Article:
SALT LAKE CITY, UTAH—A prehistoric campsite in Utah’s West Desert has yielded a 12,300-year-old hearth surrounded by more than 60 artifacts, including a large spear point, stone flakes, the bones of ducks and geese, and the earliest-known collection of tobacco seeds. “It’s a new world plant, not a plant from the other side of the world, so obviously this raises a lot of questions,” archaeologist Daron Duke of Far Western Anthropological Research Group said in a Western Digs report. “Also of significance is that these people were carrying their big-game tool kits, as evidenced by the big point found right next to the hearth,” added geoarchaeologist Craig Young. He thinks the spear point resembles those found nearby at a mammoth-hunting site of similar antiquity. At the time, the region would have been ten to 15 degrees cooler, with rivers, lakes, and marshy wetlands. “Toward the end of this period, for people who had the run of North America, things were drying up, and this could have been one of the last places they decided to make use of,” Duke said. To read about the earliest humans in the New World, go to "America, in the Beginning."
ZURICH, SWITZERLAND—Previous studies of Neanderthal brain development have suggested that Neanderthal and modern human brains looked similar at birth, but then developed differently. Chirstoph Zollikofer of the University of Zurich and his team generated 3-D casts of the brain cases of 15 Neanderthal skulls ranging in age from newborn to adult. The scientists then compared the images of the Neanderthal brains with patterns of brain development in modern human children. New Scientist reports that at birth, Zollikofer found the Neanderthal brains to be longer, wider, and flatter than modern human brains. He claimed that similar to patterns of modern human development, the cerebellum and other regions of the Neanderthal brains grew quickly during childhood. He also argued that this pattern of development suggests that Neanderthals may have had similar cognitive abilities as well. But some are skeptical of Zollikofer’s results, in part because the bones in newborn skulls are fragile and not fully fused, making it hard to produce accurate measurements. “I think [researchers] should not put cognition on the table every time they find a morphological difference between specimens,” commented Emiliano Bruner of the National Research Center on Human Evolution in Burgos, Spain. To read more about our extinct cousins, go to "Should We Clone Neanderthals?"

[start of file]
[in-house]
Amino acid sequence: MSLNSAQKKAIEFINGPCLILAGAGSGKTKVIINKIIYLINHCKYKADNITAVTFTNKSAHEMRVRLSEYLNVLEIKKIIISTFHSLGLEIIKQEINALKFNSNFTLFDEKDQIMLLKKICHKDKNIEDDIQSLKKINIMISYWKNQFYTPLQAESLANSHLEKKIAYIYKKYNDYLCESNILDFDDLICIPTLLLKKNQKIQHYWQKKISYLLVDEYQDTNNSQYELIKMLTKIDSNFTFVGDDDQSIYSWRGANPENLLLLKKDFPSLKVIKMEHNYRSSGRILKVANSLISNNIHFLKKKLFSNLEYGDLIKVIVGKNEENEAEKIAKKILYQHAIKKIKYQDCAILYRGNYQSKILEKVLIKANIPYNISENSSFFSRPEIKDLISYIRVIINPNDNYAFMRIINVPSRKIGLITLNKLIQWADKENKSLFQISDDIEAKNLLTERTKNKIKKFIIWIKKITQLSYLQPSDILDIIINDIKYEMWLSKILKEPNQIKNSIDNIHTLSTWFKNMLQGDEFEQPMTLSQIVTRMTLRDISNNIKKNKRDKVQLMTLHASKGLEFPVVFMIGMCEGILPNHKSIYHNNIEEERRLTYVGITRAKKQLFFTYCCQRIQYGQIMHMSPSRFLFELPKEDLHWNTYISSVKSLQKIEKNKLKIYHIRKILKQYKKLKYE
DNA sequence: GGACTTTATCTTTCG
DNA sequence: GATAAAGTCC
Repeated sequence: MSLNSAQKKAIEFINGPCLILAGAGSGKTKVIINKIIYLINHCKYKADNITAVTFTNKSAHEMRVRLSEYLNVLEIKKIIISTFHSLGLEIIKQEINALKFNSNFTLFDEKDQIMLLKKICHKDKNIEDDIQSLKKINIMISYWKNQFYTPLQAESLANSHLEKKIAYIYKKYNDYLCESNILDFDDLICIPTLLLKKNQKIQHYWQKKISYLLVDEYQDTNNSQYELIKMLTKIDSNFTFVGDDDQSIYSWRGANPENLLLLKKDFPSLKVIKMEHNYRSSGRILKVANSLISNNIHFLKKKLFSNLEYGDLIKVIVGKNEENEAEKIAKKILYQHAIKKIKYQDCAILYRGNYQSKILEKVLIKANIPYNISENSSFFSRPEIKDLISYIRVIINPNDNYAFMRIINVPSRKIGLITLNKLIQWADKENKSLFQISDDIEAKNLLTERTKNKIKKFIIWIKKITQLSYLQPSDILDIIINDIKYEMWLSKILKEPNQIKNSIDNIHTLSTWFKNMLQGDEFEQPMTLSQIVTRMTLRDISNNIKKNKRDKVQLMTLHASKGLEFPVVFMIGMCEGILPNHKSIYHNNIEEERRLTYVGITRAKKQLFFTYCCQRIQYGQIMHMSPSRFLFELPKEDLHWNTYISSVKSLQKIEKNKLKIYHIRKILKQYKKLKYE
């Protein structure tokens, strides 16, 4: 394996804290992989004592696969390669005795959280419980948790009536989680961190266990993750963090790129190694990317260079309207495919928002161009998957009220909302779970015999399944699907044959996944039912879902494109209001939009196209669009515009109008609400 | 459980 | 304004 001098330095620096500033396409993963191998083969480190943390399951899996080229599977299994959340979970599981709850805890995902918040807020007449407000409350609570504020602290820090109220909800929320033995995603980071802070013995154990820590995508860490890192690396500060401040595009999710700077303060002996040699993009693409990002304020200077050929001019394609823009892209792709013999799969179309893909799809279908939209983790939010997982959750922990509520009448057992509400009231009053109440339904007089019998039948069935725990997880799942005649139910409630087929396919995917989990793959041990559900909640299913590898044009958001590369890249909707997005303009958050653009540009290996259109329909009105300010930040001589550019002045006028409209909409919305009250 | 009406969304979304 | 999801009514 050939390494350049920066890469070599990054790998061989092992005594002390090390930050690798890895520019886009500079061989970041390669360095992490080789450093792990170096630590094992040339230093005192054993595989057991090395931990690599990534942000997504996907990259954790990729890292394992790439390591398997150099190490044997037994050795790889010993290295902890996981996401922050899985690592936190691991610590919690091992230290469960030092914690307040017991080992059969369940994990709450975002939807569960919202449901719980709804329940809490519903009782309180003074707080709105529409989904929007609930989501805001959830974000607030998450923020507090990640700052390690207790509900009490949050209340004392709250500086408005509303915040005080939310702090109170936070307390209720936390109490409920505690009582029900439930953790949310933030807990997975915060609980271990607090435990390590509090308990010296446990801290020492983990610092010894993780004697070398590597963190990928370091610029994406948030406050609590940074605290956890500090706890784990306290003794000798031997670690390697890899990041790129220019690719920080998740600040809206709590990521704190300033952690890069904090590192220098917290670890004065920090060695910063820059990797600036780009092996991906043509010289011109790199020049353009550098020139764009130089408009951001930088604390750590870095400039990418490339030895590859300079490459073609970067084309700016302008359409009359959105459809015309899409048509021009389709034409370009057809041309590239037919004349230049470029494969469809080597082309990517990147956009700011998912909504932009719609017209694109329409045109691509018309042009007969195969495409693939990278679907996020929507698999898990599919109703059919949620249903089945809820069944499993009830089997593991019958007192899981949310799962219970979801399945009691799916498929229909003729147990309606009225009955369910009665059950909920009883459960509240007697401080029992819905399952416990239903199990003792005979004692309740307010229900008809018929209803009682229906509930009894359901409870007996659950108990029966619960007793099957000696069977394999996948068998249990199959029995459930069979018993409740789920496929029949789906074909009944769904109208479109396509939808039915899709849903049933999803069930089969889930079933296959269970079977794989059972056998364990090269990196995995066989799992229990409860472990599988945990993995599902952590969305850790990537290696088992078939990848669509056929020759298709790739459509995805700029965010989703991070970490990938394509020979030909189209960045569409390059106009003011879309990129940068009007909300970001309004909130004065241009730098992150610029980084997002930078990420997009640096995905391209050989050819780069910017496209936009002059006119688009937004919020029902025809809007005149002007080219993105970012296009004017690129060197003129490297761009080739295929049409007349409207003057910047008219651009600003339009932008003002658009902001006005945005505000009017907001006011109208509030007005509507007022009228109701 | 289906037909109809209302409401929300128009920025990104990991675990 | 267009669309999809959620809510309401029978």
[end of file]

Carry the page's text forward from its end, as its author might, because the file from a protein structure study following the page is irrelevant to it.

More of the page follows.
JOHANNESBURG, SOUTH AFRICA—Osteosarcoma, or bone cancer, has been identified in the toe bone of a human ancestor who lived some 1.7 million years ago. A team of British and South African researchers noticed that the bone, unearthed in Swartkrans Cave in the Cradle of Humankind World Heritage Site, was not hollow, as it should have been. “So we compared it with modern biopsies of cancer patients and realized it was a malignant tumor,” biological and forensic anthropologist Patrick Randolph-Quinney of the University of Central Lancashire told The Telegraph. He explained that the painful tumor would have affected the individual’s mobility, and thus the ability to survive. A collaborating team of scientists also identified a benign tumor in the vertebrae of Karabo, the two-million-year-old remains of an Australopithecus sediba child discovered at the site of Malapa. “Modern medicine tends to assume that cancers and tumors in humans are diseases caused by modern lifestyles and environments, but our studies show the origins of these diseases occurred in our ancient relatives millions of years before modern industrial societies existed,” explained Edward Odes of the University of the Witswatersrand. To read more about Australopithecus sediba go to "The Human Mosaic."